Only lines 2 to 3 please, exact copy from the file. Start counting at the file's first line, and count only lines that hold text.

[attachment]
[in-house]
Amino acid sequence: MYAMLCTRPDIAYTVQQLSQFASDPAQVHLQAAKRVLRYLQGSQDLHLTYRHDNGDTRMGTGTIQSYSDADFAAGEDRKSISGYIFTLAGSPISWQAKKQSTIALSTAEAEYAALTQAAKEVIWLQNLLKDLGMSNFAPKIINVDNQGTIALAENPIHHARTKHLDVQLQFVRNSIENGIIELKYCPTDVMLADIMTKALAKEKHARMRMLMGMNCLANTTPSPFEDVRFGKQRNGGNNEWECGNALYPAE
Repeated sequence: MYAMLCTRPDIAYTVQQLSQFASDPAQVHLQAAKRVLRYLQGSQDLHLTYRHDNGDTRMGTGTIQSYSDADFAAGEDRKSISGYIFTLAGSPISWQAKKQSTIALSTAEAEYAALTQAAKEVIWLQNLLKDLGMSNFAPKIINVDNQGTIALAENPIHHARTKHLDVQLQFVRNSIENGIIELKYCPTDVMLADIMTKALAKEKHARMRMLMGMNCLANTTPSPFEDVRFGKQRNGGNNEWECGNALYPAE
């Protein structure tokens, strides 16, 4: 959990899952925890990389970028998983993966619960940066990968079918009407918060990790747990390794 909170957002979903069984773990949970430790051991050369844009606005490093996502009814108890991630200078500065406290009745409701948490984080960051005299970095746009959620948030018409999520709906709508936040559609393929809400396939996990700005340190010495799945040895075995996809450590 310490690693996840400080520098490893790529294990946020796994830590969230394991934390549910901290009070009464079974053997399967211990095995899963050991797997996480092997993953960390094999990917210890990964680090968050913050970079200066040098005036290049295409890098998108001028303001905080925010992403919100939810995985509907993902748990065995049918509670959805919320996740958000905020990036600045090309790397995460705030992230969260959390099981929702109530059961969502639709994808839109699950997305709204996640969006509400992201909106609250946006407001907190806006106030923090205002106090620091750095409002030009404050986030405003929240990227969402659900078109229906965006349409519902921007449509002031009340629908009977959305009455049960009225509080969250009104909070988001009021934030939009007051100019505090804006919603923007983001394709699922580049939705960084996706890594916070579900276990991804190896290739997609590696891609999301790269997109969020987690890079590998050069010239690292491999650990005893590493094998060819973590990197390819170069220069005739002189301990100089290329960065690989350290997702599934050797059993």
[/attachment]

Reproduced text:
Amino acid sequence: MYAMLCTRPDIAYTVQQLSQFASDPAQVHLQAAKRVLRYLQGSQDLHLTYRHDNGDTRMGTGTIQSYSDADFAAGEDRKSISGYIFTLAGSPISWQAKKQSTIALSTAEAEYAALTQAAKEVIWLQNLLKDLGMSNFAPKIINVDNQGTIALAENPIHHARTKHLDVQLQFVRNSIENGIIELKYCPTDVMLADIMTKALAKEKHARMRMLMGMNCLANTTPSPFEDVRFGKQRNGGNNEWECGNALYPAE
Repeated sequence: MYAMLCTRPDIAYTVQQLSQFASDPAQVHLQAAKRVLRYLQGSQDLHLTYRHDNGDTRMGTGTIQSYSDADFAAGEDRKSISGYIFTLAGSPISWQAKKQSTIALSTAEAEYAALTQAAKEVIWLQNLLKDLGMSNFAPKIINVDNQGTIALAENPIHHARTKHLDVQLQFVRNSIENGIIELKYCPTDVMLADIMTKALAKEKHARMRMLMGMNCLANTTPSPFEDVRFGKQRNGGNNEWECGNALYPAE